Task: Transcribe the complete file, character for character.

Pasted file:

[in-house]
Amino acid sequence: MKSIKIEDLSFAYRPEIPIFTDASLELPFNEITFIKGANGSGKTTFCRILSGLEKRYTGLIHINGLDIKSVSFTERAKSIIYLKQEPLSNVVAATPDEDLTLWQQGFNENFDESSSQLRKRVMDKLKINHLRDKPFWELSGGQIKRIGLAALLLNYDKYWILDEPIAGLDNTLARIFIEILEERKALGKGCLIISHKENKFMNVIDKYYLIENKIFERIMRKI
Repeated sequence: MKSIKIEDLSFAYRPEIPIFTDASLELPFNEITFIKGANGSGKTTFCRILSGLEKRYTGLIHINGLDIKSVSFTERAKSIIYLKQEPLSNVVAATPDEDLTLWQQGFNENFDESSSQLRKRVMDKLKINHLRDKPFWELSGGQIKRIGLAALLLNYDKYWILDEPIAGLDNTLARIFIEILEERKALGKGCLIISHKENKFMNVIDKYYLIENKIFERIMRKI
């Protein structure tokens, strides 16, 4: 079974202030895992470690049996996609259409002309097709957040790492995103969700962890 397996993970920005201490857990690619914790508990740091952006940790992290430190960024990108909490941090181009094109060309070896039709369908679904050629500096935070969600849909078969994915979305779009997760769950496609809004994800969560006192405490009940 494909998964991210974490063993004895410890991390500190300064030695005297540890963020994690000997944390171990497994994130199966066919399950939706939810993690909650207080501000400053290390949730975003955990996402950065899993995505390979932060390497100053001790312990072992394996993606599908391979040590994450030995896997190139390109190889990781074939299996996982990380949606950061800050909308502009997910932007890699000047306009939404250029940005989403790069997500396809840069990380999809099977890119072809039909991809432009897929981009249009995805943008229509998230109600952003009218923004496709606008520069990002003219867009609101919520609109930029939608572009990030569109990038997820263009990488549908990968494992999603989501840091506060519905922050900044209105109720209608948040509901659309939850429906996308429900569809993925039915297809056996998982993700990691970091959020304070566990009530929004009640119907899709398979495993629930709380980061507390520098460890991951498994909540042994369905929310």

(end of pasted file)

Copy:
[in-house]
Amino acid sequence: MKSIKIEDLSFAYRPEIPIFTDASLELPFNEITFIKGANGSGKTTFCRILSGLEKRYTGLIHINGLDIKSVSFTERAKSIIYLKQEPLSNVVAATPDEDLTLWQQGFNENFDESSSQLRKRVMDKLKINHLRDKPFWELSGGQIKRIGLAALLLNYDKYWILDEPIAGLDNTLARIFIEILEERKALGKGCLIISHKENKFMNVIDKYYLIENKIFERIMRKI
Repeated sequence: MKSIKIEDLSFAYRPEIPIFTDASLELPFNEITFIKGANGSGKTTFCRILSGLEKRYTGLIHINGLDIKSVSFTERAKSIIYLKQEPLSNVVAATPDEDLTLWQQGFNENFDESSSQLRKRVMDKLKINHLRDKPFWELSGGQIKRIGLAALLLNYDKYWILDEPIAGLDNTLARIFIEILEERKALGKGCLIISHKENKFMNVIDKYYLIENKIFERIMRKI
């Protein structure tokens, strides 16, 4: 079974202030895992470690049996996609259409002309097709957040790492995103969700962890 397996993970920005201490857990690619914790508990740091952006940790992290430190960024990108909490941090181009094109060309070896039709369908679904050629500096935070969600849909078969994915979305779009997760769950496609809004994800969560006192405490009940 494909998964991210974490063993004895410890991390500190300064030695005297540890963020994690000997944390171990497994994130199966066919399950939706939810993690909650207080501000400053290390949730975003955990996402950065899993995505390979932060390497100053001790312990072992394996993606599908391979040590994450030995896997190139390109190889990781074939299996996982990380949606950061800050909308502009997910932007890699000047306009939404250029940005989403790069997500396809840069990380999809099977890119072809039909991809432009897929981009249009995805943008229509998230109600952003009218923004496709606008520069990002003219867009609101919520609109930029939608572009990030569109990038997820263009990488549908990968494992999603989501840091506060519905922050900044209105109720209608948040509901659309939850429906996308429900569809993925039915297809056996998982993700990691970091959020304070566990009530929004009640119907899709398979495993629930709380980061507390520098460890991951498994909540042994369905929310």